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Fall Climate Outlook: Warmer Temps, Less Precipitation
USAgNet - 09/29/2017

Warmer temperatures and less precipitation are predicted through the end of October, according to the most recent Climate Outlook from the National Oceanic Atmospheric Administration (NOAA) Climate Prediction Center.

"Fortunately, the climate outlook for the remainder of the fall season may allow for crops and soils to dry out," said Laura Edwards, SDSU Extension State Climatologist.

Edwards said that moving into the first week in October 2017, temperatures are going to rebound, becoming warmer than average across the region. "Computer models have been indicating a warmer than average pattern change to occur starting next week," Edwards said.

Along with the warmer temperatures, October is also more likely to be drier than average in the east and central regions of South Dakota.

"This does not mean that the area will not receive any rain, but rather that it is more likely to be less than average for this time of year," she said. "If the Climate Prediction Center outlooks hold true, this would be good news for our eastern South Dakota farmers who need a little more time to complete fall activities."

Edwards added that there has not been a widespread hard frost yet this season. This week is about the average first frost date for the central, south and eastern regions.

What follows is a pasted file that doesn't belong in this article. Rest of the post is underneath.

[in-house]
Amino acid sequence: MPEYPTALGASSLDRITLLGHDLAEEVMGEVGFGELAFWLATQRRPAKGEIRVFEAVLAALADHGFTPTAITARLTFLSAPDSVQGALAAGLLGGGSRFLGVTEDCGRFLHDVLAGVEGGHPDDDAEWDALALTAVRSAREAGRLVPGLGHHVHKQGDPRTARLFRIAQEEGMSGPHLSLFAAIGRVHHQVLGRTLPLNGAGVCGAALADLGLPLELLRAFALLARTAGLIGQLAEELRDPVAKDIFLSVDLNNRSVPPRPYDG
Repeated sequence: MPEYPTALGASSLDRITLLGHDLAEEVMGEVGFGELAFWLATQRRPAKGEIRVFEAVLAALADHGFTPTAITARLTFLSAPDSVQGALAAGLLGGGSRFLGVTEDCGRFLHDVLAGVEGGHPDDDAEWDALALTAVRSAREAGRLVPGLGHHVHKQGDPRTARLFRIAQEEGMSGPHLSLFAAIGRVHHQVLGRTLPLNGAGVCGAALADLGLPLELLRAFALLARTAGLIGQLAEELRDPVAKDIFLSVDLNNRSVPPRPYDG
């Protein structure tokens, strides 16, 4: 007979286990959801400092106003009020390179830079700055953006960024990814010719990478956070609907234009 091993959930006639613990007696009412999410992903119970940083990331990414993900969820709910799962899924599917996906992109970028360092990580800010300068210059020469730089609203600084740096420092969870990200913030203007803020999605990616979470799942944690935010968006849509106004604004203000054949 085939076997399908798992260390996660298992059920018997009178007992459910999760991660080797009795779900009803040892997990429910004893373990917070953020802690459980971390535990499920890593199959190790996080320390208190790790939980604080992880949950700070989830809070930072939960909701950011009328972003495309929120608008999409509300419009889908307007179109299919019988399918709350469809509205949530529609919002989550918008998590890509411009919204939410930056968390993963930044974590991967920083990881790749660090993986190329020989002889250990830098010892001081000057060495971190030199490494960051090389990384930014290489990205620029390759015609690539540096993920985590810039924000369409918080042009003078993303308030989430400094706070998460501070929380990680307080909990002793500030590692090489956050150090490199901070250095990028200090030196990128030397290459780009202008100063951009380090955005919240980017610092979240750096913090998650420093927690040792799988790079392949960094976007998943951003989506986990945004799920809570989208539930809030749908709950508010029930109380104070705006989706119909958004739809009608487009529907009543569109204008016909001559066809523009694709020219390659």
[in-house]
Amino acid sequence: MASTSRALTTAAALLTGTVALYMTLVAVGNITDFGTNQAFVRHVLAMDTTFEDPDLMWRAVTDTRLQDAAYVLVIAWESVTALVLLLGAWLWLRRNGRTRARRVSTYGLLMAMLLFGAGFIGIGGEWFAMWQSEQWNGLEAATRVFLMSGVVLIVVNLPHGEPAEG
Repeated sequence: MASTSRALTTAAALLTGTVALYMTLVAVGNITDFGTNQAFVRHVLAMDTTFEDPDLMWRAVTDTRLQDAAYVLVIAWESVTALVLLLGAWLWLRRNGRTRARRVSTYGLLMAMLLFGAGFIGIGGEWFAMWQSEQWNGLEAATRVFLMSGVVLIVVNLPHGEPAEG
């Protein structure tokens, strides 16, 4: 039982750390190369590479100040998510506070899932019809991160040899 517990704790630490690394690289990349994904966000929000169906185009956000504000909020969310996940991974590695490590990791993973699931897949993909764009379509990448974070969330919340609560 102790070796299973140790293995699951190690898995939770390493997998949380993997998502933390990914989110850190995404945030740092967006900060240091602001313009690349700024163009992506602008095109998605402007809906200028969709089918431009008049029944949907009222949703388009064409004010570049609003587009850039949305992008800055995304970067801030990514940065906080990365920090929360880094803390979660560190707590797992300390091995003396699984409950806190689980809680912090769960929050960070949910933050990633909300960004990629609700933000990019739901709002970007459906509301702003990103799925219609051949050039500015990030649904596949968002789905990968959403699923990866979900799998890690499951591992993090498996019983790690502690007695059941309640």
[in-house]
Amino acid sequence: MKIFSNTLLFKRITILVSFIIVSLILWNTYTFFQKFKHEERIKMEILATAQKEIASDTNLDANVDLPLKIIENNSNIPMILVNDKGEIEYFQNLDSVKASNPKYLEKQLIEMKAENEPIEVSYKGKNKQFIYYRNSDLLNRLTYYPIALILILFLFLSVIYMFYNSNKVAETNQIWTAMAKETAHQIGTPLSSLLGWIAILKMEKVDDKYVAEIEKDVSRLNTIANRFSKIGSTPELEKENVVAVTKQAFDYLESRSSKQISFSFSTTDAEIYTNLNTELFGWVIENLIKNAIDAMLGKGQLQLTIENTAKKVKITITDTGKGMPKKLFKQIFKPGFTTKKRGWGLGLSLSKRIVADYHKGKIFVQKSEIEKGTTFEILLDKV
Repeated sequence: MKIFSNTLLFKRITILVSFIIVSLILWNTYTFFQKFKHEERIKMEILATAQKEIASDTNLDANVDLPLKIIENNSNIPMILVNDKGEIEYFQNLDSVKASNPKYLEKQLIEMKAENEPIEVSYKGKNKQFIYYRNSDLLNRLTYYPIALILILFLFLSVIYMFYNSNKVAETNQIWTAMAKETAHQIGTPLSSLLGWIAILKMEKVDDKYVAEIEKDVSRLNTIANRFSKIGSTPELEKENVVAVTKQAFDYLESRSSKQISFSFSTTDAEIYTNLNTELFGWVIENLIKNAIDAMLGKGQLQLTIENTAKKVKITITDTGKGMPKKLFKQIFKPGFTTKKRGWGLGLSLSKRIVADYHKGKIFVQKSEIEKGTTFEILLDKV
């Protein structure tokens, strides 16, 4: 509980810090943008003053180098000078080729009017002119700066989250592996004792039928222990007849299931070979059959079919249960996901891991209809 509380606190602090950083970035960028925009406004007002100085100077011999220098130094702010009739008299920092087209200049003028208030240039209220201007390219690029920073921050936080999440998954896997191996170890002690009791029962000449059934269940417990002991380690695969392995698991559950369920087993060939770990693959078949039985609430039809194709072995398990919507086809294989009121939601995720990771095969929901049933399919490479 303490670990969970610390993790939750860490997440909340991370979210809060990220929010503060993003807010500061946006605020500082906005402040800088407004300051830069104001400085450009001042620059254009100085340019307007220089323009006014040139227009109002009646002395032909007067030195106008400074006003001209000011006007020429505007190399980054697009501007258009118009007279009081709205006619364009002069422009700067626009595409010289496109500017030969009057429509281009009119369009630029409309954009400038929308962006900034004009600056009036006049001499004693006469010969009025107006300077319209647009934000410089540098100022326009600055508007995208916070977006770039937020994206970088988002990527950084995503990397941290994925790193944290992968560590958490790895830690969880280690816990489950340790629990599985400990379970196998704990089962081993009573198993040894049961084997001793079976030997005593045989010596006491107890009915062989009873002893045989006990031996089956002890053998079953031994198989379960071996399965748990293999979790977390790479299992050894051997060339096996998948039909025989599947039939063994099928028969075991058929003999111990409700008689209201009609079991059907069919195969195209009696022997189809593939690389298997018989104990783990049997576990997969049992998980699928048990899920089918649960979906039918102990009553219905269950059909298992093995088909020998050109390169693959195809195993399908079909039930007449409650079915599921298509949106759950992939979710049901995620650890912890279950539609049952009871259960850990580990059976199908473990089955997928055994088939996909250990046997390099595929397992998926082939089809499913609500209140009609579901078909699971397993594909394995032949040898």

"It appears that farmers can look towards a longer growing season again this year," she said. "It is unclear yet if we will have as late of a frost as last year, where some southern areas did not measure subfreezing temperatures until November."

Unfortunately, Edwards added, most of the recent rains have not fallen on the most severe drought areas in western South Dakota.

"This region needs some fall moisture for winter wheat, forages and pastures and rangeland. These plants will store up the moisture for use early next spring," Edwards said. "This area will be closely watched, as they are closing out an extreme drought year and moisture will be critical for recovery in the 2018 season."

Recent rainfall has slowed fall harvest in some areas of South Dakota.

"Recent rains have further slowed down fall harvest as the grain in the field and soils are now too wet for harvest activities," said Edwards, of the 1.5 to more than 4-inches which fell in areas from Gregory County northeast to Codington County.

Despite the slowdown in corn and soybean harvest, this moisture is welcome for the many winter wheat growers who have half of their acres planted as of September 25, 2017.

According to the National Agriculture Statistics Survey, as of September 25, 2017, 32 percent of corn was mature, compared to the five-year average of 57 percent. About 4 percent of soybeans were harvested, compared to the five-year average of 17 percent.

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